The state tends to split its U.S. senators, sending one Democrat and one Republican to Washington, D.C.
But presidential races attract a much higher volume of voters than state races or midterms, and those voters have been known to choose candidates in the opposite party.
That certainly happened with Trump four years ago, when nearly 200,000 voters switched their registrations to Republican so they could cast their votes for the political newcomer in the 2016 Pennsylvania primary. Additionally, a hefty number of Democrats voted for Trump in the general election.
It was somewhat similar to what happened in the state during the 1980s.
“Reagan Democrats are now Trump Democrats,” said Jeffrey Lord, a political analyst from Camp Hill who served as an associate political director in the Reagan White House.
A passing motorcyclist holds up four fingers and yells, “Four more years,” as he drives down Camp Gettysburg Road near the Lodges at Gettysburg in Freedom Township on Oct. 6. (Photo: Dan Rainville, The Evening Sun )
Pennsylvania has always been a swing state, Lord said.
“Culturally, it’s who we are,” he said. “President Trump doesn’t have anything to do with this. It’s the culture of Pennsylvania. The U.S. Constitution was written here.”
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Democrats have also been able to attract Republican voters.
Former President Barack Obama had ripe conditions in 2008 as a change candidate after eight years of Republican President George W. Bush, who led the country into a recession.
Obama’s presidency seemed fated, but it was a close election in Pennsylvania until Election Day, when he ended up winning by 10 points — the largest margin since 1996.
After Democratic presidential nominee John Kerry won Pennsylvania by 2 points in 2004 and Al Gore won the state by 4 points in 2000, Republicans saw those narrow margins and Obama’s Pennsylvania primary loss to Hillary Clinton as an opportunity for Republican Sen. John McCain to win the state in 2008.
“Pennsylvania has been fool’s gold many times,” said Charlie Gerow, a Republican strategist in Harrisburg. “Republicans came in every four years and thought they would win. McCain came in with a huge surge of activity in the last 10 days of 2008, trying to win the state.”
That didn’t happen, largely because Obama had a huge, insurmountable turnout of Democrats in cities across the state. But he also gained votes from McCain’s party that helped him win Republican strongholds, such as Berks, Pike and Wayne counties.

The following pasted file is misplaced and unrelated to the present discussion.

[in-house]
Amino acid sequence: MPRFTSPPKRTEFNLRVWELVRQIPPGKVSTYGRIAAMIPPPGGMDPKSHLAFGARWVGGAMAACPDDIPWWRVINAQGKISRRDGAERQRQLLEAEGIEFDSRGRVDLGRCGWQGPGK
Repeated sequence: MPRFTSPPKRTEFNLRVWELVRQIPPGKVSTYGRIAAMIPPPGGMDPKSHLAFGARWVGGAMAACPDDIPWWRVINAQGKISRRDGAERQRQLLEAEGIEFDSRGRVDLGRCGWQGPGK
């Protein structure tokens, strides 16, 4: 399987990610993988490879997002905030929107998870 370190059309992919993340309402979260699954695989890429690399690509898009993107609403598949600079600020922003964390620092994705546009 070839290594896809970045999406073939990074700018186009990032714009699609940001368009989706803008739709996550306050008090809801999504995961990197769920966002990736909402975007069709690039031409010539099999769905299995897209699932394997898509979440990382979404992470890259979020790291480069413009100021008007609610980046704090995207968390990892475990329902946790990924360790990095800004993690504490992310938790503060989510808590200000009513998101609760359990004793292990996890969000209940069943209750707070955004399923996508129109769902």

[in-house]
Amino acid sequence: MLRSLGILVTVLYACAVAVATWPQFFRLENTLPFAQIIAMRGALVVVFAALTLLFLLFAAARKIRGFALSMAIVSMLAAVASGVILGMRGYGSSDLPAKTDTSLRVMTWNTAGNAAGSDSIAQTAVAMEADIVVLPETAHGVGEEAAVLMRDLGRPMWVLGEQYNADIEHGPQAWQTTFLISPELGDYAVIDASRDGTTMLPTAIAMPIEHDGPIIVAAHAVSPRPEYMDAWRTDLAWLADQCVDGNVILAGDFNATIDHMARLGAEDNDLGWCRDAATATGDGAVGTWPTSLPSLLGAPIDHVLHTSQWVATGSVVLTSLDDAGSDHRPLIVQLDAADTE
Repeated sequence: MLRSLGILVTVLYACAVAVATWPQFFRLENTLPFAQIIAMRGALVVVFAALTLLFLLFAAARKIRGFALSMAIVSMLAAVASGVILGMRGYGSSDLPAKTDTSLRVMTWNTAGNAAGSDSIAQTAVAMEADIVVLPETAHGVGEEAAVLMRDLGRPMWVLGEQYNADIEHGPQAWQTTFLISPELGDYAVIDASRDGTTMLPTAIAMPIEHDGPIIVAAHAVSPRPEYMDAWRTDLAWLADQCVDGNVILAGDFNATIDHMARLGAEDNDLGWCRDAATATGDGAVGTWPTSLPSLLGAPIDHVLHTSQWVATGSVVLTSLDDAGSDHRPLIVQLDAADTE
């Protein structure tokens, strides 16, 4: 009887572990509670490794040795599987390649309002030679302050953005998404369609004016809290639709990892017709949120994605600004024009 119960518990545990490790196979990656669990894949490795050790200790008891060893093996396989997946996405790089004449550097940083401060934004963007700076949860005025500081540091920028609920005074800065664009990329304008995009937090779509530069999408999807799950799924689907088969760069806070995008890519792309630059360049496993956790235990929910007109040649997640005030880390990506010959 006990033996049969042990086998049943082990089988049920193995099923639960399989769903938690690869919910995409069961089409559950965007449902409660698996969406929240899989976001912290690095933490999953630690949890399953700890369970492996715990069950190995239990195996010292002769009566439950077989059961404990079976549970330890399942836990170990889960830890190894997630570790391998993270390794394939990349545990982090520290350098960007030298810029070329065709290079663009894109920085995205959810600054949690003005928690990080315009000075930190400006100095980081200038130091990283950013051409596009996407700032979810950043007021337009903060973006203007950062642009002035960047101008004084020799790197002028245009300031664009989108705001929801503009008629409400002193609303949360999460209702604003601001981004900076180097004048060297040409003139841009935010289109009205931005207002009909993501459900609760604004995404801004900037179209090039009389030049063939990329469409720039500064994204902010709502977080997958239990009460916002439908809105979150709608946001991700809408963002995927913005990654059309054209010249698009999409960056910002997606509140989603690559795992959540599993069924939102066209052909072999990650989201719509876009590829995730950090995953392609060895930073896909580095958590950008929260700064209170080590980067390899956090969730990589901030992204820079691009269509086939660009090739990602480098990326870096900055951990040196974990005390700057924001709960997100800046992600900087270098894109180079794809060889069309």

“Voter registration doesn’t mean much in Pennsylvania,” Gerow said.
Democrats still have a registration advantage in the state, but it has eroded over time, falling from 4.4 million registered Democrats in 2008 to 4.1 million today. In that same time frame, the number of registered Republicans has increased from 3.2 million to 3.4 million.
Pa. voter trends: Republicans switching parties in reliably red counties and more
Obama cut into Republican margins in places like Lancaster County, which Kerry lost by 32 points and Obama lost by 12 points.
Obama won Pennsylvania by 6 points in 2012, fending off Republican challenger Mitt Romney. But Romney won back Berks, Pike and Wayne counties, and Trump held onto them and flipped blue counties in 2016.
More than voting for Democrats or Republicans, Pennsylvanians tend to vote with their gut instincts, typically casting their ballots for the candidate they perceive to be more genuine.
“Pennsylvania is a state that chooses personality over political party,” White said.
The state’s independent streak dates back to at least 1912, when it snubbed Democrat Woodrow Wilson and Republican William Howard Taft for Progressive “Bull Moose Party” candidate Teddy Roosevelt.
Pennsylvania is a state that chose Democrat Franklin Delano Roosevelt three of four times, Republican Thomas Dewey over Democrat Harry Truman, Republican Dwight Eisenhower twice and helped to elect the rising star in Democrat John F. Kennedy.
This year, the Biden and Trump campaigns both think Pennsylvania is in play.
“Democrats don’t think Trump can win the election without Pennsylvania,” Gerow said. “I don’t think Biden wins without it. It’s the most important state in 2020.”
Pennsylvania is a winnable state for either party in any given election year, and it carries enough electoral votes to be a game-changer, analysts say.
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“At the end of the day, it’s math, and the state’s 20 electoral votes are very intoxicating,” Gerow said. “Pennsylvania is the ultimate chess game.”
Unless the Electoral College changes, Pennsylvania’s importance in general elections is unlikely to change.
“Elections here have always been close,” Gerow said. “The state being up for grabs is a great thing for democracy. Pennsylvania is a true swing state, and it will be a swing state forever.”
Candy Woodall is a reporter for the USA Today Network. She can be reached at 717-480-1783 or on Twitter at @candynotcandace.